Using social media as a tool in teaching and learning can be exceptionally effective, but it also requires that instructors and students learn to adapt to the new environment it creates. For students, adapting to using social media in education requires understanding how online footprints can affect a student’s professional future, learning how to communicate effectively with classmates and instructors, and discovering new ways to deal with conflict.
The Internet is Forever
Facebook is only seven years old, but it’s already revolutionized the way we communicate with each other, as well as how we connect with the outside world. And its impact on education is substantial: both traditional and online degree programs are beginning to use social media platforms like Facebook and Twitter as a way to communicate with students.
Students who use social media on a regular basis are probably familiar—even comfortable—with the amount of sharing that happens. But remember that despite security settings and the ability to create closed groups, anything posted online is online indefinitely. So think twice before posting status updates, photos, and links to websites. And using social media for school interactions requires extra caution— you don’t want to appear unprofessional in your posts in case potential employers or clients decide to check up on your school’s Facebook page.
Communication in the Digital Age
It’s taken for granted that social media allows people to be less reserved than they might be otherwise. College students aren’t often formal with each other in a learning setting, but there is an unwritten set of rules for classroom conduct. Those same rules should apply to online learning and to the way students communicate with each other and with instructors.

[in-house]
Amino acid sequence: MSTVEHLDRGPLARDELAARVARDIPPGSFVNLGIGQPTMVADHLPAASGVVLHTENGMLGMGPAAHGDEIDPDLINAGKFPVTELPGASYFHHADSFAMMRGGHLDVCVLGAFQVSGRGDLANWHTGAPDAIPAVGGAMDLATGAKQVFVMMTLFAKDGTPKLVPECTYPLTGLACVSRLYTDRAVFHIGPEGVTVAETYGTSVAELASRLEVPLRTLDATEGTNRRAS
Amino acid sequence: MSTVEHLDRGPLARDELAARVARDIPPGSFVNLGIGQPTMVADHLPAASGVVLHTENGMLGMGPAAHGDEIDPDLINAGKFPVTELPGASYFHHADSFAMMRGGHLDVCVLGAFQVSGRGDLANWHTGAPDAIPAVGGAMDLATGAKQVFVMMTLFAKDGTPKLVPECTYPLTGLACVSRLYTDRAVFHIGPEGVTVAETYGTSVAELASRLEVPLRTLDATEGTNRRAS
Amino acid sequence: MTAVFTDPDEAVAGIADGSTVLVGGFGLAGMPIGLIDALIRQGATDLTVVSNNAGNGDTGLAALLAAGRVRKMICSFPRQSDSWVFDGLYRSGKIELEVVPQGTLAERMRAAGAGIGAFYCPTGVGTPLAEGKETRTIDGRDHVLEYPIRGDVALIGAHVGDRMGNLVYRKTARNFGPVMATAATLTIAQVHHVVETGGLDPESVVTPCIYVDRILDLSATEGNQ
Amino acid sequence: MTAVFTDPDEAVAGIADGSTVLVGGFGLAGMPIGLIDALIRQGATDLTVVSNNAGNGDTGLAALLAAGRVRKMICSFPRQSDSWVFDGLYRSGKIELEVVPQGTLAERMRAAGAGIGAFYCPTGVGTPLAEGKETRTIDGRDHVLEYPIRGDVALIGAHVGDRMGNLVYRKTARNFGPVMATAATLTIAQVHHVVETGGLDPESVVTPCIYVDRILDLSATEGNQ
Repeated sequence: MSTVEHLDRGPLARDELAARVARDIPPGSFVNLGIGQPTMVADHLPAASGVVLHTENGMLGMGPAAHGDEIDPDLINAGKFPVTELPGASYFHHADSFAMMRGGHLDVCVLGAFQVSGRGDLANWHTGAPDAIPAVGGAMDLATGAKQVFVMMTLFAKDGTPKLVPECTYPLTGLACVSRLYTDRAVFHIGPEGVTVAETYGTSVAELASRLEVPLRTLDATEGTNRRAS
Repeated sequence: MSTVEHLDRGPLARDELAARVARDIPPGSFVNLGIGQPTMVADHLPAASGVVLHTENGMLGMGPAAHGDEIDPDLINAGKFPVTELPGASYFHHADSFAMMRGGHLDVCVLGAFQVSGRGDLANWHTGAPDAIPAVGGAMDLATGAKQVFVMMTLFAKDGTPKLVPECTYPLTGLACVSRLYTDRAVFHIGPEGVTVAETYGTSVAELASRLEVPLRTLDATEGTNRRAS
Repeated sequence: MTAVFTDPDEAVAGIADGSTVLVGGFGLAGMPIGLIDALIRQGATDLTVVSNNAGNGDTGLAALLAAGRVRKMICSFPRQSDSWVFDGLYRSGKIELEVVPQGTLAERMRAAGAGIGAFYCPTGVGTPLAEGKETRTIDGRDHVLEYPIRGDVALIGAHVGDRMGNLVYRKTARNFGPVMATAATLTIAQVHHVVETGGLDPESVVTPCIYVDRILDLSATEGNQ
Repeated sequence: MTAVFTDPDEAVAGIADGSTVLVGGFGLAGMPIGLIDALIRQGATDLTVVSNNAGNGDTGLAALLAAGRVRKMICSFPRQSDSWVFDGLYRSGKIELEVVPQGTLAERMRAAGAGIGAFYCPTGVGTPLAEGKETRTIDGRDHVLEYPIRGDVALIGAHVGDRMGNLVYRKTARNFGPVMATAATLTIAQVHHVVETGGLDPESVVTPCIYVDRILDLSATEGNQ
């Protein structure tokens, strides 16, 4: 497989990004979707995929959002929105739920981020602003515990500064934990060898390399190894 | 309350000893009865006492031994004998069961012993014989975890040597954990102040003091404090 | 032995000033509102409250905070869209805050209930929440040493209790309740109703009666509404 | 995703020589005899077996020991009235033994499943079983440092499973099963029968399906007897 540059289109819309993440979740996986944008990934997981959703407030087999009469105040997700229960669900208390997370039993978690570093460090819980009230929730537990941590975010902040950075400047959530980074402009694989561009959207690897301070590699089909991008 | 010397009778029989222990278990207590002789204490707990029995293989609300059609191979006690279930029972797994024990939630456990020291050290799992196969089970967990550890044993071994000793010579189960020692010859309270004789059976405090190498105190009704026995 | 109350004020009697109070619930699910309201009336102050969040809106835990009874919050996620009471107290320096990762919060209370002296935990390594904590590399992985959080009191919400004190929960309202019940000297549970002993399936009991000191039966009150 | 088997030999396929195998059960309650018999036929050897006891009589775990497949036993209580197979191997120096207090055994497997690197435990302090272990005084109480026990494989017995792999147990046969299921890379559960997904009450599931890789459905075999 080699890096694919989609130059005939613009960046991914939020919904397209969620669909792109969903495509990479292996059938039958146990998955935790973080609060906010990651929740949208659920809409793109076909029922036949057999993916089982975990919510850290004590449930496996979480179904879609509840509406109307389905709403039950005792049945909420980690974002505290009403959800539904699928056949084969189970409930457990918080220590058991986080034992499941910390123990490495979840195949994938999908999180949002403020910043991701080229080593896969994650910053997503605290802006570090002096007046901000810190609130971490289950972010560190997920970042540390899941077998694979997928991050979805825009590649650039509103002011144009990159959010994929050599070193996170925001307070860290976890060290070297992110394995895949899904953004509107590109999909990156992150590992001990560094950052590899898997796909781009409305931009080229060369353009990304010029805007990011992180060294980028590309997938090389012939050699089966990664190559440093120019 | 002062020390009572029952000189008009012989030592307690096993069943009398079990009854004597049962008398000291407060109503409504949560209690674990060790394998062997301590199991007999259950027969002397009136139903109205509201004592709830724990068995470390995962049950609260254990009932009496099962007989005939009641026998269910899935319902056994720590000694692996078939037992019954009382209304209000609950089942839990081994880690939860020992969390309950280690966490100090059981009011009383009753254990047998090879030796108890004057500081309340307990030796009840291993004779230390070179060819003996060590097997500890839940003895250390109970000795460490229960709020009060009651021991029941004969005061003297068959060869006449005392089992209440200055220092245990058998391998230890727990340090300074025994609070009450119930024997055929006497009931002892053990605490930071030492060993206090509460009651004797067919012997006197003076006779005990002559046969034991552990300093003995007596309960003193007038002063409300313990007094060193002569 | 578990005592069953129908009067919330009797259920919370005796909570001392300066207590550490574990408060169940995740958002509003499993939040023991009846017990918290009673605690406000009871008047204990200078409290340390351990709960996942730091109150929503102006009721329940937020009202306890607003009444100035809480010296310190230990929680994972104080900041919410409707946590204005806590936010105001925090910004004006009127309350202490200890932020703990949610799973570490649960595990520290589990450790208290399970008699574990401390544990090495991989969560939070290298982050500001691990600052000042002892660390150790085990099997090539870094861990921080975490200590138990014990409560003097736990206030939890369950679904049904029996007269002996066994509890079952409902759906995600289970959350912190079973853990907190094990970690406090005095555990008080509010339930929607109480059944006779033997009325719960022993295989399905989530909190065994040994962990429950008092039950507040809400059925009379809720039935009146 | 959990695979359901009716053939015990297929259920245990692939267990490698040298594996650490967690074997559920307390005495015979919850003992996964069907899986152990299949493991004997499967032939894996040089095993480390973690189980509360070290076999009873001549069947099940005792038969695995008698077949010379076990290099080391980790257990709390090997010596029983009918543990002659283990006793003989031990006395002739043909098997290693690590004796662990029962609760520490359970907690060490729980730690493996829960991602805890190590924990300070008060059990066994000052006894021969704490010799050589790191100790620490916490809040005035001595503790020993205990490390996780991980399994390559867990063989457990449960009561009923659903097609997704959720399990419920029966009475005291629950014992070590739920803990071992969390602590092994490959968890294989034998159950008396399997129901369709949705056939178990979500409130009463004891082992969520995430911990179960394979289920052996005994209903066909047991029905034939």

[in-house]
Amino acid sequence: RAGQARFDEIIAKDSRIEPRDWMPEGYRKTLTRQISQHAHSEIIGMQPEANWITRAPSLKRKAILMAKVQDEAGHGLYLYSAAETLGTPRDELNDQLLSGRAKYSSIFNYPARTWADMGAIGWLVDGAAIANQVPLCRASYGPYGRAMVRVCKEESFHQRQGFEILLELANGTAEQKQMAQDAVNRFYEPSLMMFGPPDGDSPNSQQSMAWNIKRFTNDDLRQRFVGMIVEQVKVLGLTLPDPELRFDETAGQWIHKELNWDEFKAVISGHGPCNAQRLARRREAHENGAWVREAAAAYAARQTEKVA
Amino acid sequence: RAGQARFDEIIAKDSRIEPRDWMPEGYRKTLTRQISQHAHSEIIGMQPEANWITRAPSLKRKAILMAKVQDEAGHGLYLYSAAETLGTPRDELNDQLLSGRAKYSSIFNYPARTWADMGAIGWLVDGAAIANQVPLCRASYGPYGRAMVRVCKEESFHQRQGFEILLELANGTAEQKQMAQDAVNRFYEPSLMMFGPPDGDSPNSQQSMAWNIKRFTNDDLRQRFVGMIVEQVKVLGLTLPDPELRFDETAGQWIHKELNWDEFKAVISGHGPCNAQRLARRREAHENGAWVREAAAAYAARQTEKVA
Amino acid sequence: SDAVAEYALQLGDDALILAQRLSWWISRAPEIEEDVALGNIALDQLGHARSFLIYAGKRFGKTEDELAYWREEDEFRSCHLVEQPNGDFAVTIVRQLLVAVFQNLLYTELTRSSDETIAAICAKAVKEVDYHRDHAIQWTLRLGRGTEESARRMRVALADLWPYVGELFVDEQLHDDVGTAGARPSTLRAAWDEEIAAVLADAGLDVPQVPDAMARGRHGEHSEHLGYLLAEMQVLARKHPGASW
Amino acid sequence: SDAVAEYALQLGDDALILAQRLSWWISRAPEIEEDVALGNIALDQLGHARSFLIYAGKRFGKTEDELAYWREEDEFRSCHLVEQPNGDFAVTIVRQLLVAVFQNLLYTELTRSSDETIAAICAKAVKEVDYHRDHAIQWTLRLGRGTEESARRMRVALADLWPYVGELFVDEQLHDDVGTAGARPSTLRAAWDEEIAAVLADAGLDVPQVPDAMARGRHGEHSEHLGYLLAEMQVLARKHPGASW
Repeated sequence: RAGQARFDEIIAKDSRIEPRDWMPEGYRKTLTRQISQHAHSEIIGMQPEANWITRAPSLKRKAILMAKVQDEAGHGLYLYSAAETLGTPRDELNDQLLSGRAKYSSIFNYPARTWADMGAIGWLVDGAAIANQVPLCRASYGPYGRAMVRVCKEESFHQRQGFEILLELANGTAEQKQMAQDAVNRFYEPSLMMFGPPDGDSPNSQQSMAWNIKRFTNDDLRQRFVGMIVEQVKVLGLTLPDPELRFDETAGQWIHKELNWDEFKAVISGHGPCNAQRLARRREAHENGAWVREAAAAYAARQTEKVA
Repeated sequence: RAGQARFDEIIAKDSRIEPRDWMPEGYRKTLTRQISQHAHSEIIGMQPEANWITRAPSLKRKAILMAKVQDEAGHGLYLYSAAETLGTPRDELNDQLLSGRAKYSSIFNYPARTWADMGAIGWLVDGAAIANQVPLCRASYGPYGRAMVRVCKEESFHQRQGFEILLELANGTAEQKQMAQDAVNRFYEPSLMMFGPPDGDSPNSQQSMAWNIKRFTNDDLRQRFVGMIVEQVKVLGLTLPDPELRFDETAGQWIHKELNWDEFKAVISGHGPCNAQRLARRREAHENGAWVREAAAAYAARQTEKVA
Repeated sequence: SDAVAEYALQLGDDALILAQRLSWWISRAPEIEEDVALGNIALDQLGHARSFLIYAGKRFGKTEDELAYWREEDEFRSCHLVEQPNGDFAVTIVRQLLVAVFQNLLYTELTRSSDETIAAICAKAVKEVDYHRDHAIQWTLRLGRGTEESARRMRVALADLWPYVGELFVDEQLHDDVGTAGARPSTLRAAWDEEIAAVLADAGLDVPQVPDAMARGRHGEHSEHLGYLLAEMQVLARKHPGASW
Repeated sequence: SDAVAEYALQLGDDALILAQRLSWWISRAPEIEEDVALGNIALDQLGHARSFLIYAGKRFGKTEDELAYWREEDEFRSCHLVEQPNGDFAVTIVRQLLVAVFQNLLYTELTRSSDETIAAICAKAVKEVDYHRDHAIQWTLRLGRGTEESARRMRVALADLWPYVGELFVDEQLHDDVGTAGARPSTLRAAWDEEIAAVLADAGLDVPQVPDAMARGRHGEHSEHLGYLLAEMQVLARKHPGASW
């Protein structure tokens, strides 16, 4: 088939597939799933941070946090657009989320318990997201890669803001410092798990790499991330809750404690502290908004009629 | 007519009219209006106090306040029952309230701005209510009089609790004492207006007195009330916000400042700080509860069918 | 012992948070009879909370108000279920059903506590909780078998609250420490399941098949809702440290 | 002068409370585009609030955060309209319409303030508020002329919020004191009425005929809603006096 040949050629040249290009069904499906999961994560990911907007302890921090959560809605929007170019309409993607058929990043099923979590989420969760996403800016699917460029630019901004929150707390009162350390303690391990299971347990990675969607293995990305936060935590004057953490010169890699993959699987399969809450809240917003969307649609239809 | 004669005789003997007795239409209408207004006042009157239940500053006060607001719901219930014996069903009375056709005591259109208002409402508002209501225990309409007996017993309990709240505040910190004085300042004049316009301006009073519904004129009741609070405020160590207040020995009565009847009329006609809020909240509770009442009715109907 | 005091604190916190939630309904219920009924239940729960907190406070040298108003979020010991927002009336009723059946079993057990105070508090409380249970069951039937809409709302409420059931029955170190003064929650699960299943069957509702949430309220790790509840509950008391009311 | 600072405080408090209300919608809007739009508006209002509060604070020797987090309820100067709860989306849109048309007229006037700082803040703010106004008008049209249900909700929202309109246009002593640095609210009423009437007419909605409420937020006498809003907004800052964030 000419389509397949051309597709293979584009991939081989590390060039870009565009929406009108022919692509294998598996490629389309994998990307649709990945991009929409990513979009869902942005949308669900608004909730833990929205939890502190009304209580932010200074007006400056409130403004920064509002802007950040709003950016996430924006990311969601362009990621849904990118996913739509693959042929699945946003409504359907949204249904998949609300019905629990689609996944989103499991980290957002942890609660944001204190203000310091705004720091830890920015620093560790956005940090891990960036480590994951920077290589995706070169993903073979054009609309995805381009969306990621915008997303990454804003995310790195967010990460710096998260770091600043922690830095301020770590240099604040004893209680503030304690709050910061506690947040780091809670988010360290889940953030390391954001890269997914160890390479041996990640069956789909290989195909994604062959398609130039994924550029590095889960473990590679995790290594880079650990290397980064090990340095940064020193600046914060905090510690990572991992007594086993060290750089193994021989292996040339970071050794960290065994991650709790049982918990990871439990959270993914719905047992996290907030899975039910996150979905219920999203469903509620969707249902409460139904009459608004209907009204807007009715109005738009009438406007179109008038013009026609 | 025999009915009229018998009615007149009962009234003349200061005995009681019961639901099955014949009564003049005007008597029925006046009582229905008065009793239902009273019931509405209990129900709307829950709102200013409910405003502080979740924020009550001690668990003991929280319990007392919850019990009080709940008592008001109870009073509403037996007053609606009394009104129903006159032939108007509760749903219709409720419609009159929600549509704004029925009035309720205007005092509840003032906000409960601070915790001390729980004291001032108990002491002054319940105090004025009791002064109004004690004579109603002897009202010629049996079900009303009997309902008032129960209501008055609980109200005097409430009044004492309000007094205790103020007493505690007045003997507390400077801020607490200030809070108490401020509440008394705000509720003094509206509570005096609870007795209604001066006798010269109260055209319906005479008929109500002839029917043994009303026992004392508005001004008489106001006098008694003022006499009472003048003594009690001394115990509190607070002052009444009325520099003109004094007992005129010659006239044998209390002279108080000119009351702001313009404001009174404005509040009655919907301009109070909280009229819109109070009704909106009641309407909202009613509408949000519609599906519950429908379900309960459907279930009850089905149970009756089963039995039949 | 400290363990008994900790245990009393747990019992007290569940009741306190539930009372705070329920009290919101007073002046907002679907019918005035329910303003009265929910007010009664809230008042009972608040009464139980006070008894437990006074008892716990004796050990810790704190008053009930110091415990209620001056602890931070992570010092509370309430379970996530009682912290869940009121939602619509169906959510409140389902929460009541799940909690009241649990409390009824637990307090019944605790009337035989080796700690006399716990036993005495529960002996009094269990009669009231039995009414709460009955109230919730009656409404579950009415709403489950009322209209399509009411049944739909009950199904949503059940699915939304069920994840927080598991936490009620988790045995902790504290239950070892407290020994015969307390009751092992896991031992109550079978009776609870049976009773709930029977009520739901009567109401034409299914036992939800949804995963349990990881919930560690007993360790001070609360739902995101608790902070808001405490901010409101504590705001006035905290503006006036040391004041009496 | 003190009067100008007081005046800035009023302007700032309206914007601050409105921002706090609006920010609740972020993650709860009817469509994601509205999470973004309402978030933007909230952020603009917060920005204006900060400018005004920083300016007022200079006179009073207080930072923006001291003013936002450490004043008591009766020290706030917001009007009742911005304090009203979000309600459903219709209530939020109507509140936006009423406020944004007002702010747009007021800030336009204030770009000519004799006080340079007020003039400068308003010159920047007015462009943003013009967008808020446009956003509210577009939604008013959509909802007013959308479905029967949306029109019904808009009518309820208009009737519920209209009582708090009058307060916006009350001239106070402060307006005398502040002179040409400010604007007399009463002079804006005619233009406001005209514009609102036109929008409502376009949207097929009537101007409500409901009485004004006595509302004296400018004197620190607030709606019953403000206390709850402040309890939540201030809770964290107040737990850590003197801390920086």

E-mails and Facebook messages should be brief and concise—particularly if students are e-mailing instructors. For a teacher who deals with perhaps hundreds of students every day, the clearer an e-mail is, the more likely a teacher is to respond quickly to a student’s request. Using social media sites like Twitter can help students learn to be succinct—and if students use Twitter to share links to research or other websites, those messages should be clearly written as well. In courses with online lecture or discussion elements, students should take care not to monopolize conversation and, just like in a physical classroom, allow other students to speak.
Avoiding “Flame Wars”
“Flaming” is an Internet term used to describe hostile interaction between Internet users. And, depending on the course, college students might “flame” each other in physical classrooms during heated discussions and debates. Online, however, things like sarcasm can be misconstrued—and cues like voice inflection and body language are absent entirely.
Whether students are offering constructive criticism to classmates or just joking around, be sure to be as clear as possible. Instead of telling a classmate that something’s “wrong” or “bad,” use descriptive terms and be tactful. Being positive during class discussions can help avoid misunderstandings and conflict. It’s one of the best ways to engender good will with classmates—and building positive relationships should be a part of every college experience.
The utility of social media in education continues to be explored, and as its integrated into teaching and learning, students will have to learn to communicate effectively in an online setting. And since college students are already using social media in their everyday lives, it’s even more important that they learn to use in their professional and educational lives as well.